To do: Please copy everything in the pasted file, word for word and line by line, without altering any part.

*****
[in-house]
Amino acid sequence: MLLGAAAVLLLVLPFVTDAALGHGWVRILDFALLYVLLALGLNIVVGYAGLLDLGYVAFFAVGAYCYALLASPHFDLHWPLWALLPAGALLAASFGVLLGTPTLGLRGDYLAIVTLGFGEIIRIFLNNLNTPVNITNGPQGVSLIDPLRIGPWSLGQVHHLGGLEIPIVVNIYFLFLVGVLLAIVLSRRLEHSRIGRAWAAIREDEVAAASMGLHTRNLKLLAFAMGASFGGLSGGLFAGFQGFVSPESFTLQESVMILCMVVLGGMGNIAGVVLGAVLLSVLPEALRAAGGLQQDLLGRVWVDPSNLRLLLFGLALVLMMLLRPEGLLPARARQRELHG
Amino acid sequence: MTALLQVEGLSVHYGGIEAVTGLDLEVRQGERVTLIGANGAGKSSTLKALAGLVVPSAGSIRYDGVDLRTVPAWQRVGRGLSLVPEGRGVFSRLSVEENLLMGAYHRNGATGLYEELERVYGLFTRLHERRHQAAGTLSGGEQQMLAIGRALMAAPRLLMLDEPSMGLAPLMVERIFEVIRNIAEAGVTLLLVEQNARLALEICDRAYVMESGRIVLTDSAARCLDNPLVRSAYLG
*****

[in-house]
Amino acid sequence: MLLGAAAVLLLVLPFVTDAALGHGWVRILDFALLYVLLALGLNIVVGYAGLLDLGYVAFFAVGAYCYALLASPHFDLHWPLWALLPAGALLAASFGVLLGTPTLGLRGDYLAIVTLGFGEIIRIFLNNLNTPVNITNGPQGVSLIDPLRIGPWSLGQVHHLGGLEIPIVVNIYFLFLVGVLLAIVLSRRLEHSRIGRAWAAIREDEVAAASMGLHTRNLKLLAFAMGASFGGLSGGLFAGFQGFVSPESFTLQESVMILCMVVLGGMGNIAGVVLGAVLLSVLPEALRAAGGLQQDLLGRVWVDPSNLRLLLFGLALVLMMLLRPEGLLPARARQRELHG
Amino acid sequence: MTALLQVEGLSVHYGGIEAVTGLDLEVRQGERVTLIGANGAGKSSTLKALAGLVVPSAGSIRYDGVDLRTVPAWQRVGRGLSLVPEGRGVFSRLSVEENLLMGAYHRNGATGLYEELERVYGLFTRLHERRHQAAGTLSGGEQQMLAIGRALMAAPRLLMLDEPSMGLAPLMVERIFEVIRNIAEAGVTLLLVEQNARLALEICDRAYVMESGRIVLTDSAARCLDNPLVRSAYLG